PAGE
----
to undergo the labour of keeping them in order. They want the pleasure
without the trouble or pains attaching to it. That is, they want to make
water run up-hill. They therefore buy servants and attendants to keep the
things in order for them. And they do this because they think the method
will be a “simplification ” in their sense, i.e., that it will save them trouble.
But in general they think this only because they are muddle-headed and do
not think clearly.

     The problem is not escaped ; for most people, being partly human,
cannot have other folk living under the same roof without feeling bound to
and even concerned about them, to consider them and their needs, their
interests, their troubles, sicknesses, and so forth. Thus, after a time, they
find that instead of reducing complications they have only added a fresh
responsibility to their lives. Having got a housemaid to look after your
rooms for you, you find that she has to be instructed constantly in her work,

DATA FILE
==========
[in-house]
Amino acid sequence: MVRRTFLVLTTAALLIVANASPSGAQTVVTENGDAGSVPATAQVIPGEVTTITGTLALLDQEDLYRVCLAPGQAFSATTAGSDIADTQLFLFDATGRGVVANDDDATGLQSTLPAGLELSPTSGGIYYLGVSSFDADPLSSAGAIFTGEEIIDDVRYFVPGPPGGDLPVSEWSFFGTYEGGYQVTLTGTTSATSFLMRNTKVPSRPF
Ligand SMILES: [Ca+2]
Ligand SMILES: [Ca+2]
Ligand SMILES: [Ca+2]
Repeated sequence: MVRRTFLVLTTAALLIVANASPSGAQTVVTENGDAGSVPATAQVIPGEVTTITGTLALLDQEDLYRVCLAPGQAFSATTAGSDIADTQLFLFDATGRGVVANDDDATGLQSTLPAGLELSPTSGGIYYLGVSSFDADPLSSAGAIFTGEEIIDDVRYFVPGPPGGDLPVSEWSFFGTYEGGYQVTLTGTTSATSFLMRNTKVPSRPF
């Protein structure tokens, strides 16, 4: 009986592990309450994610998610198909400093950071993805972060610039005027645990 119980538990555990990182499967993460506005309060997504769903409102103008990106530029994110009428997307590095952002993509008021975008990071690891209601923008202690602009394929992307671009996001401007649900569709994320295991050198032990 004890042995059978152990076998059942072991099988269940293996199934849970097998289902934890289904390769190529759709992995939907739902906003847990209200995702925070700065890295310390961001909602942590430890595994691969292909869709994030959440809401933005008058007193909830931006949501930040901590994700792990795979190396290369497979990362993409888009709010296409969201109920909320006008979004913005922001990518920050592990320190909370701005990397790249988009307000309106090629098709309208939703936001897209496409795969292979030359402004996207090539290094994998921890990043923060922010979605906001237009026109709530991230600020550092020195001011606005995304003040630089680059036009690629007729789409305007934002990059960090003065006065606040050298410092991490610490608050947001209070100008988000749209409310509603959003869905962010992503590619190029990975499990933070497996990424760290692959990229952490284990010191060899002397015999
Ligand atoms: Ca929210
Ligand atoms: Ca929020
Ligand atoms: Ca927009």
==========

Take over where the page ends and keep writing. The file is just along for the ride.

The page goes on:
that even so she does things wrong, breaks the china, and quarrels with the
other servants ; that she has an invalid mother at home, and a young man in
a neighbouring public house, and no end of griefs and grievances, fads and
fancies, of her own ; so that now, instead of dusting and cleaning your own
rooms, the only difference is that you have to dust and clean the housemaid
every day, which turns out to be a much more complicated and serious job.

    If on the other hand, as is the case with some people, you are really a little
less than human, and are in the habit of treating your servants and attendants
as a kind of cattle, and can consent to live in a house with them on such terms